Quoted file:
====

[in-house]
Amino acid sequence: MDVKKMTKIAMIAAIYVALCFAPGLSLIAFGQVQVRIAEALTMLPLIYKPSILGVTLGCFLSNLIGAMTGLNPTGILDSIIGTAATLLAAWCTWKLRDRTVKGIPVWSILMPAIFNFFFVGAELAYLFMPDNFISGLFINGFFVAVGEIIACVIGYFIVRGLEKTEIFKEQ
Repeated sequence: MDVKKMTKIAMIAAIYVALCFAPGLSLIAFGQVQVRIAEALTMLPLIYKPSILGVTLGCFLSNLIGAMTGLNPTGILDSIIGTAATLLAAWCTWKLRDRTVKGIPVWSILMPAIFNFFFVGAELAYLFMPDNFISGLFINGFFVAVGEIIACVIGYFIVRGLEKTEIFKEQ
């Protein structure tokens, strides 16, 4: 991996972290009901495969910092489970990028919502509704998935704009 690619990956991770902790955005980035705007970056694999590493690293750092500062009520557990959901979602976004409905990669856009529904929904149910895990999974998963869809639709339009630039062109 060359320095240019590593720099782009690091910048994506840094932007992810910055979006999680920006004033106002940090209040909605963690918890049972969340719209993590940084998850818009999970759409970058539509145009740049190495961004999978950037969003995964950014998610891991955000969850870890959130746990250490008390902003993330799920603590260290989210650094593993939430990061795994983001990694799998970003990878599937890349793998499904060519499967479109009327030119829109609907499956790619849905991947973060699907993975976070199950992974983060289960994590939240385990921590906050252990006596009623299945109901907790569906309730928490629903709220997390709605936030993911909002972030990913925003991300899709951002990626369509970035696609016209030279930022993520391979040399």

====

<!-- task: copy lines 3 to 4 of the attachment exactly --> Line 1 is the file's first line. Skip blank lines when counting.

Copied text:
Repeated sequence: MDVKKMTKIAMIAAIYVALCFAPGLSLIAFGQVQVRIAEALTMLPLIYKPSILGVTLGCFLSNLIGAMTGLNPTGILDSIIGTAATLLAAWCTWKLRDRTVKGIPVWSILMPAIFNFFFVGAELAYLFMPDNFISGLFINGFFVAVGEIIACVIGYFIVRGLEKTEIFKEQ
């Protein structure tokens, strides 16, 4: 991996972290009901495969910092489970990028919502509704998935704009 690619990956991770902790955005980035705007970056694999590493690293750092500062009520557990959901979602976004409905990669856009529904929904149910895990999974998963869809639709339009630039062109 060359320095240019590593720099782009690091910048994506840094932007992810910055979006999680920006004033106002940090209040909605963690918890049972969340719209993590940084998850818009999970759409970058539509145009740049190495961004999978950037969003995964950014998610891991955000969850870890959130746990250490008390902003993330799920603590260290989210650094593993939430990061795994983001990694799998970003990878599937890349793998499904060519499967479109009327030119829109609907499956790619849905991947973060699907993975976070199950992974983060289960994590939240385990921590906050252990006596009623299945109901907790569906309730928490629903709220997390709605936030993911909002972030990913925003991300899709951002990626369509970035696609016209030279930022993520391979040399």